On June 11, 1144, new altar chapels were consecrated in the abbey church of Saint-Denis, just outside Paris. The church, burial place of the kings of France, is usually recognized as the first Gothic building -- with soaring vaults, arches pointing heavenward, and walls made transparent with glass and light. This chalice was used to celebrate the mass, its gems echoing the jewel-like colors streaming through stained glass. Both building and chalice reflect the philosophy of the church's abbot, Suger. For Suger, "the dull mind rises to truth through that which is material." Beauty could ravish and refresh the soul.
The chalice is a subtle blend of eastern and western influences. The cup itself was carved in Egypt during the second or first centuries B.C. from a single piece of sardonyx. Deep, elegant flutes open the stone's folded bands of color. The gold and gem-encrusted mounting was made at the behest of Suger. Most of the stones are later replacements, and only one of the original roundels on the base survives, that of Christ Pantokrator, as in the Byzantine tradition.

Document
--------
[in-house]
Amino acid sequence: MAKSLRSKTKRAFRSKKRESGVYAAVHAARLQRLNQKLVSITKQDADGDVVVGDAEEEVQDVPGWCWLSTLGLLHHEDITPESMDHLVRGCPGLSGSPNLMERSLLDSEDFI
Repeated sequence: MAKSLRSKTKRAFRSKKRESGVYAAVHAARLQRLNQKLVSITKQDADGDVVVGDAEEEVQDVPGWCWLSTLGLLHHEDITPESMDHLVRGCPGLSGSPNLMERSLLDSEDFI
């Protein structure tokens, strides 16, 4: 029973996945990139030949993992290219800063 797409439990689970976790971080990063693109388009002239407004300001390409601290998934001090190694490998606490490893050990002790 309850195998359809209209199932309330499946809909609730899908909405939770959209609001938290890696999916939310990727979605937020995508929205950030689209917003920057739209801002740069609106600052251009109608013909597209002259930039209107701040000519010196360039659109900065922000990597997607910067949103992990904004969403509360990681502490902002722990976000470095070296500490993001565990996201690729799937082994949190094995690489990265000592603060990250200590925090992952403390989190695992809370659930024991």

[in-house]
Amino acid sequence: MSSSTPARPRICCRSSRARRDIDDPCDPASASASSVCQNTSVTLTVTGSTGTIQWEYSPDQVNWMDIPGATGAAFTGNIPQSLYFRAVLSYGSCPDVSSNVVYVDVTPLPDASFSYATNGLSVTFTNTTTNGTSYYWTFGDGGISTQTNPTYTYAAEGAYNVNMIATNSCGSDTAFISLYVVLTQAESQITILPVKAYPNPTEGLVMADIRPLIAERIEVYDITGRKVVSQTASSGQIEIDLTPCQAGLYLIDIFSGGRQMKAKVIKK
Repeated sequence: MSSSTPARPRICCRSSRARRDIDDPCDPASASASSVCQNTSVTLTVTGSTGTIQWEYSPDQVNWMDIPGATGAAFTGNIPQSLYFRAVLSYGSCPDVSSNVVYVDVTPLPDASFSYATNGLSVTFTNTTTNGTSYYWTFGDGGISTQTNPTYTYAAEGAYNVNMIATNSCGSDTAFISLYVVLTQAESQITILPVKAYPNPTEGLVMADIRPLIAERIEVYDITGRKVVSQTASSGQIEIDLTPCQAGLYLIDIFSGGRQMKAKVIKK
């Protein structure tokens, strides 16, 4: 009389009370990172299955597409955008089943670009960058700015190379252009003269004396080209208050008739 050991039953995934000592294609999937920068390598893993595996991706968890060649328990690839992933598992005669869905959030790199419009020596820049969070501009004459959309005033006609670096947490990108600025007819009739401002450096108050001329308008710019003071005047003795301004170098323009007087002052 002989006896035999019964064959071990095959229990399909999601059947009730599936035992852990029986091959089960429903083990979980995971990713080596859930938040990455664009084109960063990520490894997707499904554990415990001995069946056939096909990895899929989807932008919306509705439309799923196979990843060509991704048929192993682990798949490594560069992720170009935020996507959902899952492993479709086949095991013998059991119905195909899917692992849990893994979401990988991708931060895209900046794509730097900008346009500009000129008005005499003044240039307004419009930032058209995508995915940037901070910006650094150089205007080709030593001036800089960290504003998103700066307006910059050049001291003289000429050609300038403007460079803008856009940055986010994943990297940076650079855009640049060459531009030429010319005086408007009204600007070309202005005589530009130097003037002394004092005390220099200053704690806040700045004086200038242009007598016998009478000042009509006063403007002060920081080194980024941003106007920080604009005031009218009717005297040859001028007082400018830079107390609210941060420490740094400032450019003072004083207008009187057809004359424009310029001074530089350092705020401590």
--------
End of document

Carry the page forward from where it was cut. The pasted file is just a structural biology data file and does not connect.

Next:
Suger was not only an energetic church administrator but one of the most powerful men in France, ruling as regent during the king's absence during the Second Crusade. His chalice, one of the treasures of the Middle Ages, survived destruction following the French Revolution and was made part of the French national collection. In 1804 it was stolen and smuggled eventually to England, concealed in a plaster cast of a statue.
Chalice of the Abbot Suger of Saint-Denis
Cup 2nd/1st century B.C.; mounting 1137-1140
MATERIAL: Sardonyx cup with heavily gilded silver mounting, adorned with filigrees set with stones, pearls, and glass insets
DIMENSIONS: h 18.4 cm (7 1/4 in.), top diameter 12.4 cm (4 7/8 in.)
COLLECTION: National Gallery of Art, Washington DC. Widener Collection
ACCESSION NUMBER: 1942.9.277